ICO fines marketing company over nuisance claim calls


The Information Commissioner’s Office (ICO) has levied a £100,000 fine at a marketing company in East Sussex for making 75,649 nuisance calls—many about road traffic accident claims.

AMS Marketing of Peacehaven made the calls to people who had opted out of receiving marketing calls by registering with the Telephone Preference Service (TPS).

The ICO investigation found no evidence that AMS Marketing had sought specific consent from those it called before it did so, which is against the law.

The nuisance calls were made between 1 October 2016 and 31 December 2017. A total of 103 complaints were made to the ICO and TPS.

Many of the complaints highlighted AMS Marketing’s business of making unsolicited approaches to alleged victims of road traffic accidents. One complaint said: “They knew my name and address and claimed that I was legally owed circa £1,800 for a non-fault traffic accident.”

Another complained: “Saying we had an accident and they can help with compensation. They asked for my daughter who has not been driving long, so I found it very stressful and disturbing.”

An ICO spokesperson said of the £100,000 fine: “Firms that buy in lists of data are duty-bound to check whether people are registered with the TPS.”

“Firms that fail to make the proper checks, do so at their peril. The ICO can and will take action.”

John Mitchison, director of policy and compliance at the DMA, which works closely with the ICO and runs the TPS on its behalf, said of the news: “The level of disregard and volume of calls made by AMS Marketing in breach of the TPS rules is quite astonishing. The ICO’s continued work to prosecute these types of rogue business that are clearly not serving any benefit to consumers is important.”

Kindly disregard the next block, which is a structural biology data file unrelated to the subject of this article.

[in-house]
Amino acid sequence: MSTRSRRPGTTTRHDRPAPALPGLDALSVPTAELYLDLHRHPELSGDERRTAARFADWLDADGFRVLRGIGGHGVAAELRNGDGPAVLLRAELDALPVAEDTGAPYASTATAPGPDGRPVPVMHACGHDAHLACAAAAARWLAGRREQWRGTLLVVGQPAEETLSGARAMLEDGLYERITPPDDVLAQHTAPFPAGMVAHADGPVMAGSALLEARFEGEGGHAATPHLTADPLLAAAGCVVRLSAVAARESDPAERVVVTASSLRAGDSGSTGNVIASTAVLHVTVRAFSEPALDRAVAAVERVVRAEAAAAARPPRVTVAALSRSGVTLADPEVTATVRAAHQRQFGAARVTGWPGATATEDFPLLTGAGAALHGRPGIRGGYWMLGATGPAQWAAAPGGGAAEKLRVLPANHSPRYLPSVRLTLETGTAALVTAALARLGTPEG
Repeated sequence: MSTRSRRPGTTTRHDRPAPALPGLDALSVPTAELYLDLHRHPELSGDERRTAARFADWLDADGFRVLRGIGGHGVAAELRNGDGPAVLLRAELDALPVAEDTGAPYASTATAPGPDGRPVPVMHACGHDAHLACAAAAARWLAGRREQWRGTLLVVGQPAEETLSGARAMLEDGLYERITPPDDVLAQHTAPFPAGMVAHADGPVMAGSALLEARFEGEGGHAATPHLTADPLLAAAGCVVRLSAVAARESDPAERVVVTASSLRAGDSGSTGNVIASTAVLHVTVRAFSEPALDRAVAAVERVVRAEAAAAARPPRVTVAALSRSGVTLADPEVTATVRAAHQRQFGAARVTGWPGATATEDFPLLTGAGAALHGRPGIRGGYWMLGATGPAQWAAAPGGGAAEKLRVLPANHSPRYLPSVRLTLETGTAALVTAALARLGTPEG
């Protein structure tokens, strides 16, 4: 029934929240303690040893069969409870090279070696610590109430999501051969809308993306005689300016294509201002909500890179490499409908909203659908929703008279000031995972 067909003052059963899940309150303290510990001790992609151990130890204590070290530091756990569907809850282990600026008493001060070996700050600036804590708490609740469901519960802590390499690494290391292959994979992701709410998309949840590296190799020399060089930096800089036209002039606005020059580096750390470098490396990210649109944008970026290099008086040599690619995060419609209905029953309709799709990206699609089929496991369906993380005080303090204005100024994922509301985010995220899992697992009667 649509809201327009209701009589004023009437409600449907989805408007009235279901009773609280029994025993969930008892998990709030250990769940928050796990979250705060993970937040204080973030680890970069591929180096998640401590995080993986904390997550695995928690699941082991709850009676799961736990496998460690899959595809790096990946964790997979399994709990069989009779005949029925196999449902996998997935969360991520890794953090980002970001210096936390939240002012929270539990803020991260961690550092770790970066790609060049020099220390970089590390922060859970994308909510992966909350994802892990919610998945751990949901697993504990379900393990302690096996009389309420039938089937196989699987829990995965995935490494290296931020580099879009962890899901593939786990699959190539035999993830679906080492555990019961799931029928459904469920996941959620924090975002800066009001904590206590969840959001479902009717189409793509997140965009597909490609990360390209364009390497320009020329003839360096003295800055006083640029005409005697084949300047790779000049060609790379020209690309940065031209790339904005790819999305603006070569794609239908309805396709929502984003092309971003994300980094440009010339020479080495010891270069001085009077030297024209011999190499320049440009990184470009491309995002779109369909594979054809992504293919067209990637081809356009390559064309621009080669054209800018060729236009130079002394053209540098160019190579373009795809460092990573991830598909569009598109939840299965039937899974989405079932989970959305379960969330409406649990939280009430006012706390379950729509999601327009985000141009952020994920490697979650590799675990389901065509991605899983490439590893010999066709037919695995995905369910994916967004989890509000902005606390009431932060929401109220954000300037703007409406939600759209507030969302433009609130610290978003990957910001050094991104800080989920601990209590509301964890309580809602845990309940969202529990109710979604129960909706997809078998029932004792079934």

“We applaud the ICO team’s work and hope that today’s announcement will act as a deterrent to both this business and any others considering using tactics like this in the future.”

The Privacy and Electronic Communications Regulations give the ICO the power to impose a civil monetary penalty of up to £500,000 for breaches such as those AMS Marketing was found to have made.

The Financial Guidance and Claims Bill received royal assent in May. It banned claims management companies from making cold calls unless they had the consent of the recipient.

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Mark Dugdale is the editor of Claims Media. Mark welcomes articles, letters or feedback from readers and can be reached via mark.dugdale@barkerbrooks.co.uk